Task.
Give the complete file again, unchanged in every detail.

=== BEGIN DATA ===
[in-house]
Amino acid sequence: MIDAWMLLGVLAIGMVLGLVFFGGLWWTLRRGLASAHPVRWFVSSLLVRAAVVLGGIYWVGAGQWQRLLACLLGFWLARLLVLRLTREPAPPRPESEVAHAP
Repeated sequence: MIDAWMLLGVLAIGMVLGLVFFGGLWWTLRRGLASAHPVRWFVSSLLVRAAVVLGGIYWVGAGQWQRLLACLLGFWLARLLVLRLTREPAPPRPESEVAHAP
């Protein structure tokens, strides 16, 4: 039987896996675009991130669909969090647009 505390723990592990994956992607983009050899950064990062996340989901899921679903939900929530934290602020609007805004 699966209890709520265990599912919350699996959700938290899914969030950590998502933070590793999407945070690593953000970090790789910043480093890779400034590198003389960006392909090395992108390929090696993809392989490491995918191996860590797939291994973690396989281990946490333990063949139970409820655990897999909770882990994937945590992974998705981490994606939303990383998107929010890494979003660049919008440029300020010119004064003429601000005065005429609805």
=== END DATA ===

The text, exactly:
[in-house]
Amino acid sequence: MIDAWMLLGVLAIGMVLGLVFFGGLWWTLRRGLASAHPVRWFVSSLLVRAAVVLGGIYWVGAGQWQRLLACLLGFWLARLLVLRLTREPAPPRPESEVAHAP
Repeated sequence: MIDAWMLLGVLAIGMVLGLVFFGGLWWTLRRGLASAHPVRWFVSSLLVRAAVVLGGIYWVGAGQWQRLLACLLGFWLARLLVLRLTREPAPPRPESEVAHAP
């Protein structure tokens, strides 16, 4: 039987896996675009991130669909969090647009 505390723990592990994956992607983009050899950064990062996340989901899921679903939900929530934290602020609007805004 699966209890709520265990599912919350699996959700938290899914969030950590998502933070590793999407945070690593953000970090790789910043480093890779400034590198003389960006392909090395992108390929090696993809392989490491995918191996860590797939291994973690396989281990946490333990063949139970409820655990897999909770882990994937945590992974998705981490994606939303990383998107929010890494979003660049919008440029300020010119004064003429601000005065005429609805």